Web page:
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  November 18, 2002

Depression - Part 1

According to various sources I have read, symptoms of serious depression affect approximately 10% of the population of the western world. That's one in every ten people.

In a major study, "The Global Burden of Disease" (1996, Christopher J. L. Murray and Alan D. Lopez), the World Health Organization attempted to classify the major worldwide causes of death and disability. Table 5.4, page 270, lists the top ten causes:

1. Unipolar major depression (single mood)
2. Tuberculosis
3. Road traffic accidents
4. Alcohol use
5. Self-inflicted injuries
6. Bipolar affective disorder (alternating mood)
7. War
8. Violence
9. Schizophrenia
10. Iron-deficiency anemia

War was only number seven. Depression was at the top of the list! This is a fact we cannot ignore.

The drug companies are certainly not ignoring it. They are taking a multi-billion-dollar ride on the backs of those who suffer. Though antidepressant medications sometimes seem to be helpful in the short term, like any drug, they do not exist without drawbacks. These drawbacks are not "side effects," they are part of the drug's effects. Whether sexual impotence, increased sweating, blurred vision, constipation, sleepiness, nausea, tremor, dry mouth, lack of strength, headache, weight loss or gain, dizziness, or restlessness, these are the effects that the drugs have on some people, along with a possible lifting of depressive mood. The fact that these undesirable effects occur means that the drugs are altering other bodily functions in ways that science is yet unaware of.

What causes depression? How do antidepressants work? Science does not know. Studies have shown that people suffering from depression have low levels of the neurohormone serotonin. Under the assumption that higher levels would be helpful, a class of drugs called Selective Serotonin Re-uptake Inhibitors (SSRIs) has been created to leave a higher level of serotonin in the system. That's it. Modern Science, which boasts itself as the epitome of proof and precision, is often not very precise.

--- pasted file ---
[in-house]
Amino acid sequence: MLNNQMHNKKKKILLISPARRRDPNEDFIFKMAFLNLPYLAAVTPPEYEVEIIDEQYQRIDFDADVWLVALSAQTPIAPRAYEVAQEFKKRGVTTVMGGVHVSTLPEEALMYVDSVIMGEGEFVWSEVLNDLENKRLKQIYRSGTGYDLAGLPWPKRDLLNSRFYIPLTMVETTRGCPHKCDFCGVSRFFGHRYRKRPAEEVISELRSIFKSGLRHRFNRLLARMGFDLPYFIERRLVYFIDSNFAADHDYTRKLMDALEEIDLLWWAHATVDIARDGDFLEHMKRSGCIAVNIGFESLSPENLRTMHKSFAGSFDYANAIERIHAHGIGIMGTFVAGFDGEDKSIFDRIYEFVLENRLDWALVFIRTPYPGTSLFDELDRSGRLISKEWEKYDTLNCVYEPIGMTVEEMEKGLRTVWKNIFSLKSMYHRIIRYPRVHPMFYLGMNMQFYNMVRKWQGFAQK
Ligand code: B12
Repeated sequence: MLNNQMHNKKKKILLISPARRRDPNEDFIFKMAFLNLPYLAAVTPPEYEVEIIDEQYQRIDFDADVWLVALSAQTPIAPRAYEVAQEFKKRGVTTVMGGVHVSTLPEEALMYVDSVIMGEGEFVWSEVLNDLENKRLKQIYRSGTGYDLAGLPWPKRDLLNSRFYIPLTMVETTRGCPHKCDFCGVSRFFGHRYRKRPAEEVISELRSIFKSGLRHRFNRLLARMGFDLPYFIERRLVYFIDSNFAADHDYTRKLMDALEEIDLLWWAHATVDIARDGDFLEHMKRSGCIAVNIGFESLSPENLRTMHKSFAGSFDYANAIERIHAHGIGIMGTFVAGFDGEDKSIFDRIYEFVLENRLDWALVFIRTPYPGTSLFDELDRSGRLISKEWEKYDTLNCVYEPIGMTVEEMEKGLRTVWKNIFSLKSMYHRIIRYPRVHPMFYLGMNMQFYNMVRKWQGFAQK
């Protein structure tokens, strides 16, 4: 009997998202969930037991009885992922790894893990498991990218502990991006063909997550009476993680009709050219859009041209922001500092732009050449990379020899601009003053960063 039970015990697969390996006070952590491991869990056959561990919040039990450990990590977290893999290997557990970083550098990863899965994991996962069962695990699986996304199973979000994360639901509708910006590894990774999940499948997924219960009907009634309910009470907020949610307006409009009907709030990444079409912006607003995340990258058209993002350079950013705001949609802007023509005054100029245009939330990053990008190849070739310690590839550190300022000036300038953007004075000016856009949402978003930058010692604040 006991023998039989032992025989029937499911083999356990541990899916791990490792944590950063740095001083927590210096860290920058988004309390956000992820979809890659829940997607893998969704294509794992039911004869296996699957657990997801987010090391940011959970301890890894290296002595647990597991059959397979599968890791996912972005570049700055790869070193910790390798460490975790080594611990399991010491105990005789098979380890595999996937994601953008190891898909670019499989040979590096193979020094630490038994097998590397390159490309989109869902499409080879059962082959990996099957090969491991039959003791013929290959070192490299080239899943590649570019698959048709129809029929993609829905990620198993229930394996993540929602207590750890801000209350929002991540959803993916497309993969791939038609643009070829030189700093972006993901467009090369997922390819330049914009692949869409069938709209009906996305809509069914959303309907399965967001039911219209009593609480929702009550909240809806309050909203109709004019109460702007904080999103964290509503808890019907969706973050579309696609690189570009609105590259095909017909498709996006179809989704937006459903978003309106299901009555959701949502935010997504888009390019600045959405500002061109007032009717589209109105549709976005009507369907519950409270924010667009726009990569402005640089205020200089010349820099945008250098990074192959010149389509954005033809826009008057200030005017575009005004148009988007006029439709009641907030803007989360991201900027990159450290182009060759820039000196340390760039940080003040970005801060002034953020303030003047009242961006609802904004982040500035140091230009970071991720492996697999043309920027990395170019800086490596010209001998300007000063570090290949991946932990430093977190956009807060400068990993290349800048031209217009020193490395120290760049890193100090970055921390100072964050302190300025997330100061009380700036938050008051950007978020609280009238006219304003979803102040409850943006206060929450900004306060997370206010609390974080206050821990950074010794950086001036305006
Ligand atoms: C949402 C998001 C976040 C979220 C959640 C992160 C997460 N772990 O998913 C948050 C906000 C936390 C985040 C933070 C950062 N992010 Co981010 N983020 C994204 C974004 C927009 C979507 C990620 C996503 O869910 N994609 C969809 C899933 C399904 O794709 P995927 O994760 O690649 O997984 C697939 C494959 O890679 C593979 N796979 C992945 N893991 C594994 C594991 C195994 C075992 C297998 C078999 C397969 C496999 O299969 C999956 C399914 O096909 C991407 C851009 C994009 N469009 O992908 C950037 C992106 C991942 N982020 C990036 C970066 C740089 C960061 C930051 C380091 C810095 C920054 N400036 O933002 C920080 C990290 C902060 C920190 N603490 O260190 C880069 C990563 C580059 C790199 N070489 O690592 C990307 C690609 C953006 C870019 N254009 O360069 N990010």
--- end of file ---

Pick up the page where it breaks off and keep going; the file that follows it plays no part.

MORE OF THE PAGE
One of the problems is the label itself. What is depression? For some it's an overwhelming sadness, for others it's a flat despondency. Some people feel agitated, while others feel sluggish. The list of diagnostic descriptions is complex - depressed mood, loss of interest, irritability, appetite disturbance, abnormal agitation, abnormal fatigue, abnormal self-reproach, inappropriate guilt, poor concentration, indecisiveness, and morbid thoughts of death or suicide.

I was once in a room with people diagnosed with the same label - depression - and their descriptions of their symptoms were very different. How can one assumption about neurotransmitters work for something so varied? It doesn't. I have come to the conclusion that "depression" is a catch-all label for a malaise that mainstream science, medicine, and psychology doesn't understand. And when an instant-fix culture is in doubt, it pops a pill.

How can you correct a problem if you don't know the cause? And why don't scientists know the cause? One reason is that they don't look in the right places and ask the right questions. Every single depressed person I've met has one thing in common - they aren't happy. And when I ask more questions about their life, I always - always - discover why.

There is not a single person with emotional problems that I've met who had a childhood free from some form of neglect and/or abuse. Not one. And I'm willing to bet that's true for the other few billion troubled humans on this planet as well. People often say to me, "I don't understand why I am so messed up. My life was normal. I had a 'good enough' childhood." 'Good enough' by whose standards? The standards of modern "civilized" society?